The most significant passage from the above, "dispute between landowners (a long-established class, who were heavily represented in Parliament) and the new class of manufacturers and industrialists (who were not)" gets to the root of the problem. The right wing was composed of those who were wealthy through their inheritance of land (the essential immorality of land claims that can in all cases be traced back to bandits who seized land from others at the point of a sword is a larger issue which I'll leave for another day) and felt that it was the natural order of things that they should remain at the top of the economic pyramid in perpetuity. The radicals were the free market manufacturers and merchants who felt, essentially, that current production and not ancient expropriations should be the determiners of wealth.
In the modern U.S. we see much the same thing playing out. The right wing is always first to trumpet protectionist tariffs (to protect yesterday's producers from being threatened by today's producers), anticompetitive measures of every sort, such as barriers to market entry, mandatory membership in various cartels, etc, etc.
Gabriel Kolko brilliantly summarises this in The Triumph of Conservatism:
According to Kolko, major American businesses not only did not oppose many of the regulatory acts from 1900 through 1916 but actively sought and supported many reforms and regulations. The effect of government and big business actions was the creation of 'political capitalism,' "an utilization of political outlets to attain stability and rationalization in the economy."(3) In the extended introduction, Kolko elaborates further on his terminology, formulates main questions, clarifies methods, and states his theoretical sources, before commencing his interpretation of the 1890-1920 period. Kolko summarizes an enormous amount of compelling ideas and data. The ability to present in comprehensive form his summary and conclusions to the reader is one of the main merits of his book.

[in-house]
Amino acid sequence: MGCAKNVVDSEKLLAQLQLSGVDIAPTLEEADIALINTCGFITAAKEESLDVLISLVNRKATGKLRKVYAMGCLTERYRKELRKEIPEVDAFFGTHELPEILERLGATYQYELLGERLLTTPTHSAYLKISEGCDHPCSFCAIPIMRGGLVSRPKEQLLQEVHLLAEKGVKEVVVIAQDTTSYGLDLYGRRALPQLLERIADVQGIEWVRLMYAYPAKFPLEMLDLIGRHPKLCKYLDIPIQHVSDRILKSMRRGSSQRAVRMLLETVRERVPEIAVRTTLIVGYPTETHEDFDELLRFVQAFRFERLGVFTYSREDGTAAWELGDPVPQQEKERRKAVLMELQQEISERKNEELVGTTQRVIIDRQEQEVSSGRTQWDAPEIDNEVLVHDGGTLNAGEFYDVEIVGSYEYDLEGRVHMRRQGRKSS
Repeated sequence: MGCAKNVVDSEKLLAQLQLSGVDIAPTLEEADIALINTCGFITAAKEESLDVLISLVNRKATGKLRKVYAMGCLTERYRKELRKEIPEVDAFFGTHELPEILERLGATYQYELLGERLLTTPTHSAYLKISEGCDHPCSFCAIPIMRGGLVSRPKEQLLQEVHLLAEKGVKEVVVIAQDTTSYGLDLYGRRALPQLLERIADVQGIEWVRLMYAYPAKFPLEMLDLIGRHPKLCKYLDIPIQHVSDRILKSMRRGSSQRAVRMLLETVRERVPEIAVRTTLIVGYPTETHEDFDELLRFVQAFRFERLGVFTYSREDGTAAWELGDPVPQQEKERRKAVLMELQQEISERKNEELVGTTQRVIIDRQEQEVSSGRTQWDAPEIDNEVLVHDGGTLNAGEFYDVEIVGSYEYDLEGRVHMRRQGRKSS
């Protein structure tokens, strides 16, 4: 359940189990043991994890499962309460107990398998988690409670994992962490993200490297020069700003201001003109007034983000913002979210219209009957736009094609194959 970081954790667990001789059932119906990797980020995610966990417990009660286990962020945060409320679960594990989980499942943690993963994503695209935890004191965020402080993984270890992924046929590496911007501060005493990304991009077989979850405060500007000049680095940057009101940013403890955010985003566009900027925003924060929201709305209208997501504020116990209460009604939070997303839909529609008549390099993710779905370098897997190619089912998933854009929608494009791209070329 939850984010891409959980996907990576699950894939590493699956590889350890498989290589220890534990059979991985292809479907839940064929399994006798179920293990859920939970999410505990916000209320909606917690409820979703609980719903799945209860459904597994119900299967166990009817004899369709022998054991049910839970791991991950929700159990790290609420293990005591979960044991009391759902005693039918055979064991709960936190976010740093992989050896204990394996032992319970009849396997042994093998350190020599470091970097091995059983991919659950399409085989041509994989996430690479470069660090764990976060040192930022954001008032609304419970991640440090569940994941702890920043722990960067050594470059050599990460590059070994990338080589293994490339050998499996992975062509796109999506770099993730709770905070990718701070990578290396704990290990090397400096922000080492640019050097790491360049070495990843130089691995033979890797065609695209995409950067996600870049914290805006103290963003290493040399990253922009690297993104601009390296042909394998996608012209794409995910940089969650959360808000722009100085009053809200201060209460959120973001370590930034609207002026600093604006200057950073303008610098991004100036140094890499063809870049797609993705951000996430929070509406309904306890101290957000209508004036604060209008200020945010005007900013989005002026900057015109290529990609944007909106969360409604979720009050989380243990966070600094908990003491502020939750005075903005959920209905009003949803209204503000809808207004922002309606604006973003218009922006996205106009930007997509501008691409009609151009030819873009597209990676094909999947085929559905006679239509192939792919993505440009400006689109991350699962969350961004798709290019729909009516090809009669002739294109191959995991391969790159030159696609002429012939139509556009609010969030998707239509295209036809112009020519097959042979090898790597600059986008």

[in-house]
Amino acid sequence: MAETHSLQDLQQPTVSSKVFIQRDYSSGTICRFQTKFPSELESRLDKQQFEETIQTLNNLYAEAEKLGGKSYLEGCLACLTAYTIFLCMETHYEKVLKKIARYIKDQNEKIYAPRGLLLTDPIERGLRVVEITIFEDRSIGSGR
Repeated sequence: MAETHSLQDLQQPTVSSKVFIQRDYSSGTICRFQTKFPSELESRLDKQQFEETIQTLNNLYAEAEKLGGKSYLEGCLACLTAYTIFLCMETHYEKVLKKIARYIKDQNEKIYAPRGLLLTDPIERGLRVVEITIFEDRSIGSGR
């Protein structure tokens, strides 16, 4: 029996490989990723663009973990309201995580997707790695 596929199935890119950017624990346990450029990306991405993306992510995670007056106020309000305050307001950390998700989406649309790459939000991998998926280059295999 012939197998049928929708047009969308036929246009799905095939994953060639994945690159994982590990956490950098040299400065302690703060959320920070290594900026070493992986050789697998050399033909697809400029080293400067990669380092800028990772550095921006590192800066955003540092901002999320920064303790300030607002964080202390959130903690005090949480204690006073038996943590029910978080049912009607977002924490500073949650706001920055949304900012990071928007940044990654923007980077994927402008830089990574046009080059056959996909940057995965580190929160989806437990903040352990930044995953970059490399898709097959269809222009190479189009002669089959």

Kolko's analysis is based on the correspondence between businesses and government agencies and on papers of various government officials, including presidents. The author meticulously follows the evolution of the largest American monopolies and mergers, the changes in financial capitalism, and the relation of American presidents from McKinley to Wilson toward big business. The merger movement and the financial structure of the United States became "a matter for the combined resources of the national state, a political, rather than economic matter."(146) The legacy of reform, initiated by Theodore Roosevelt, had at the time of William Howard Taft ambiguous character, reflecting the very nature of progressivism.(159) The creation of the Federal Trade Commission and Trust Legislation in 1913 confirmed that progressivism was in fact a conservative movement and that the Democrat Wilson continued the policy of his Republican predecessors.(205) Wilsonian policies marked the triumph of political capitalism, the synthesis of policies and economies.(279) Businessmen were the major initiators of federal intervention in the economy. The absence of a political party with such a program that suggested democracy and mass involvement foreclosed any challenge to big business's conception of political intervention.
The endorsers of anticompetitive legislation in the U.S. have always maintained the pretense that these things are being done for the benefit of the consumer, but in actual fact they are in most cases driven by Big Business seeking to keep small business upstarts from getting too big for their britches.